The Rogers Act of 1924, often referred to as the Foreign Service Act of 1924, is the legislation that merged the United States diplomatic and consular services into the United States Foreign Service. It defined a personnel system under which the United States Secretary of State is authorized to assign and rotate diplomats abroad. It merged the low-paid high prestige diplomatic service with the higher paid, middle class consul service. The act provided a merit-based career path, with guaranteed rotations and better pay.[1]

Rogers Act
Great Seal of the United States
Long titleAn Act for the reorganization and improvement of the Foreign Service of the United States, and for other purposes.
NicknamesForeign Service Act of 1924
Enacted bythe 68th United States Congress
EffectiveJuly 1, 1924
Public lawPub.L. 68–135
Statutes at Large43 Stat. 140
Titles amended22 U.S.C.: Foreign Relations and Intercourse
U.S.C. sections created22 U.S.C. ch. 52 § 3901 et seq.
Legislative history
  • Introduced in the House as H.R. 6357 by John Jacob Rogers (RMA) on February 5, 1924
  • Committee consideration by House Foreign Affairs
  • Passed the House on May 1, 1924 (Passed)
  • Passed the Senate on May 15, 1924 (Passed) with amendment
  • House agreed to Senate amendment on May 20, 1924 (Agreed)
  • Signed into law by President Calvin Coolidge on May 24, 1924


Article II, section 2 of the US Constitution authorized the President to appoint, by and with the advice and consent of the Senate, "Ambassadors, other public Ministers, and Consuls." From 1789 to 1924, the diplomatic service, which staffed US legations and embassies, and the consular service, which was primarily responsible for promoting American commerce and assisting distressed American sailors, developed separately.[2]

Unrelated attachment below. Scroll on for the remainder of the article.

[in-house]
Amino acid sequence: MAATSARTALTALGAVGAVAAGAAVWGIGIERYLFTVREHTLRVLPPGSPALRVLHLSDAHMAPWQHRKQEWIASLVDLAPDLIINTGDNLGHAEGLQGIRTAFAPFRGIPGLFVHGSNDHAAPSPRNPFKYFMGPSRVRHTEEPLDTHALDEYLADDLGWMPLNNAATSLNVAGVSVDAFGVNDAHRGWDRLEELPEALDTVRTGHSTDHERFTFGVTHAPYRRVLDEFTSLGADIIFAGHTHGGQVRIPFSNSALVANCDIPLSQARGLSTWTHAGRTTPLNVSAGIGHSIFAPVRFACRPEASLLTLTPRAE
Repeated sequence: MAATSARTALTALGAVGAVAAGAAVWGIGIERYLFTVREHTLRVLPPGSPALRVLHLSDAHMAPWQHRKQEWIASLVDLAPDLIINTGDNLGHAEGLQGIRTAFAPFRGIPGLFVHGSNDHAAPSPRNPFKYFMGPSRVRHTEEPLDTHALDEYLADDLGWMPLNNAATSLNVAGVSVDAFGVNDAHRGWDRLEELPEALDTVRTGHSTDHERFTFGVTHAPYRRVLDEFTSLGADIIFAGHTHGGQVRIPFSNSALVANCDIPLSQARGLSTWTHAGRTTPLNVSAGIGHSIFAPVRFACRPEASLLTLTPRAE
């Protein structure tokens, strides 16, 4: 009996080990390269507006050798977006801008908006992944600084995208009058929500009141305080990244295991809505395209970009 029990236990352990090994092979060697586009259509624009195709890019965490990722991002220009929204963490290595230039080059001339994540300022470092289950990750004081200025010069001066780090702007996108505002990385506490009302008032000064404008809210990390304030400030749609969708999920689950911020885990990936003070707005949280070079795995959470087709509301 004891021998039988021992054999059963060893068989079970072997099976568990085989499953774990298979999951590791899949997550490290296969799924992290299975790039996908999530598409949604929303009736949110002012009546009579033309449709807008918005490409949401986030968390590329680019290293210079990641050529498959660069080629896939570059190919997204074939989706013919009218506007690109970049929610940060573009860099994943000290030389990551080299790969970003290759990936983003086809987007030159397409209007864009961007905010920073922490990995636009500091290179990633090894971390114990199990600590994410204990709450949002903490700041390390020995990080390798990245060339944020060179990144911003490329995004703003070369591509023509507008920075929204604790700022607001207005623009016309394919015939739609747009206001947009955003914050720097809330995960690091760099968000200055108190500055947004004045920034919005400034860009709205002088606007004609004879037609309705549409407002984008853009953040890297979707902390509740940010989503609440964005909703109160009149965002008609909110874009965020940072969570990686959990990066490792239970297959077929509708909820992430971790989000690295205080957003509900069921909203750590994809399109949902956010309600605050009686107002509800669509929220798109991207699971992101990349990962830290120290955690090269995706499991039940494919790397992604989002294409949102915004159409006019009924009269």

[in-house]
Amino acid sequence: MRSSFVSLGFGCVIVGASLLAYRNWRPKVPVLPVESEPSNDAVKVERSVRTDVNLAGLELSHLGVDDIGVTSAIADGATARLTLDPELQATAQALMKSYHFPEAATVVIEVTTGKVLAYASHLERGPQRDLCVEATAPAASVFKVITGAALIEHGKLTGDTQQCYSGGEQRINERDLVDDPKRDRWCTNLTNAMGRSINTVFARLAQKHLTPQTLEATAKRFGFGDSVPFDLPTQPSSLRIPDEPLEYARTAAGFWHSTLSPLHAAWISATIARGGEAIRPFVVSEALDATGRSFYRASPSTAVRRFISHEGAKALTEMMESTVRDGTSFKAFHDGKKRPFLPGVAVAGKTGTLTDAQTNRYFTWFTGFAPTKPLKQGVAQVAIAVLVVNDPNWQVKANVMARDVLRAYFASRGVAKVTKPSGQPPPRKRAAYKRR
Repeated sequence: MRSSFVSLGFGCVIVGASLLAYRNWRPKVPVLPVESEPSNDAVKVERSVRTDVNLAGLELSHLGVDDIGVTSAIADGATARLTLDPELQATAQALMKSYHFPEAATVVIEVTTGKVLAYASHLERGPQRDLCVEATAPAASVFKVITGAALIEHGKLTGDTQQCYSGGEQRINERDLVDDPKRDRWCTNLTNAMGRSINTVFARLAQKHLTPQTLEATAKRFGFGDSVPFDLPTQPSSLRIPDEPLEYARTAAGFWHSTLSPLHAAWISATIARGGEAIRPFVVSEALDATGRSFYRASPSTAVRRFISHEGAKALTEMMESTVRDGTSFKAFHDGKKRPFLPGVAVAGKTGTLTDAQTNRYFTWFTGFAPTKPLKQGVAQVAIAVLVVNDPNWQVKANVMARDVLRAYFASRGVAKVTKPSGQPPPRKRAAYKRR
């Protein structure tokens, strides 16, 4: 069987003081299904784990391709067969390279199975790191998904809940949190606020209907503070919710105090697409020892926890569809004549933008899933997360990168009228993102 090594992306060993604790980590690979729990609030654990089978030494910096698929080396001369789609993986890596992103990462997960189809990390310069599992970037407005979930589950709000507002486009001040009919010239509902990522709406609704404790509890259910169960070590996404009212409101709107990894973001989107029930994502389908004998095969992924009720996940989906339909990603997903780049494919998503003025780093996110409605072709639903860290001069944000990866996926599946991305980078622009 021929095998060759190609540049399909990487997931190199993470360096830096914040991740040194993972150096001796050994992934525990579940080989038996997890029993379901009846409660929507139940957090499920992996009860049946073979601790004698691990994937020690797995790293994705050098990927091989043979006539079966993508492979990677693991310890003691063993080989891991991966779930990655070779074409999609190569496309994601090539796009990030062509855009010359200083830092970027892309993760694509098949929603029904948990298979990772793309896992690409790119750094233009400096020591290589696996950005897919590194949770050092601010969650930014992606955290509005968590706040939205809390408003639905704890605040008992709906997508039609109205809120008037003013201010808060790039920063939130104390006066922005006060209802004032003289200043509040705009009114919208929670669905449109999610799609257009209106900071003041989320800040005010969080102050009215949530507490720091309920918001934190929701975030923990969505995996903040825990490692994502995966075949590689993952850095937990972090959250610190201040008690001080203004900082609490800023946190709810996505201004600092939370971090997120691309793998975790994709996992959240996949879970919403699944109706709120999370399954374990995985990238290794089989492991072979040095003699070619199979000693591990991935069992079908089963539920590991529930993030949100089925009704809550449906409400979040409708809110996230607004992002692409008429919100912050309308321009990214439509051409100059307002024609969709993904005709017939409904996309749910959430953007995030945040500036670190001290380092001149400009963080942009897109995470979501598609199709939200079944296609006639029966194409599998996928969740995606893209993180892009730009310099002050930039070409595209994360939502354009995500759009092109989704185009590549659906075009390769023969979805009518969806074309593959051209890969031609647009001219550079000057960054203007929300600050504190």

With small appropriations from Congress, overseas service could not be sustained based on salary alone. Diplomatic and consular service appointments fell on those with the financial means to sustain their work abroad. That and a government-wide practice of political appointments based on nomination, rather than merit, led to careers for those with relations and wealth, rather than skill and knowledge.[3]


Wilbur J. Carr, the chief of the consular bureau, sought to end the political turmoil that affected both the diplomatic and consular services. Working with his colleague Francois Jones, they composed a congressional bill to change the services into one based on a merit system.[4]

Between 1895 and 1905, the bill was continually defeated. Then Secretary of State Elihu Root in 1905, a reformer himself, discovered Mr. Carr as head of the consular bureau. Taking the original ideas, Root worked with Senator Henry Cabot Lodge and succeeded in passing a merit-based bill for the consular service in 1906.[4]